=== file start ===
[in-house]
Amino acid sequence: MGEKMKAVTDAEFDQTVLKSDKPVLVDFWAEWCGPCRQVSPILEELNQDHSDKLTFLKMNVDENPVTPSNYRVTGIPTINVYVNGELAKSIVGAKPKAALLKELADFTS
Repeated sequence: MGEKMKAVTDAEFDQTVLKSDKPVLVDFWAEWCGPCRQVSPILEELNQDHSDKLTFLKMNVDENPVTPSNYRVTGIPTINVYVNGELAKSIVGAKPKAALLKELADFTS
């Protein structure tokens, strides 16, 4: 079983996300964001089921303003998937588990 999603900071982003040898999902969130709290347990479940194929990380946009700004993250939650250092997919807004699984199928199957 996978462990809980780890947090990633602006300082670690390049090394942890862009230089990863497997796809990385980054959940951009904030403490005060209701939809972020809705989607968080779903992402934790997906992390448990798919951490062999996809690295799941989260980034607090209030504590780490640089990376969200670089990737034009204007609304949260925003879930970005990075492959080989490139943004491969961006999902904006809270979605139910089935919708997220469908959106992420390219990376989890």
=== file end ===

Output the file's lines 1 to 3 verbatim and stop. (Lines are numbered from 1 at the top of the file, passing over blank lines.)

[in-house]
Amino acid sequence: MGEKMKAVTDAEFDQTVLKSDKPVLVDFWAEWCGPCRQVSPILEELNQDHSDKLTFLKMNVDENPVTPSNYRVTGIPTINVYVNGELAKSIVGAKPKAALLKELADFTS
Repeated sequence: MGEKMKAVTDAEFDQTVLKSDKPVLVDFWAEWCGPCRQVSPILEELNQDHSDKLTFLKMNVDENPVTPSNYRVTGIPTINVYVNGELAKSIVGAKPKAALLKELADFTS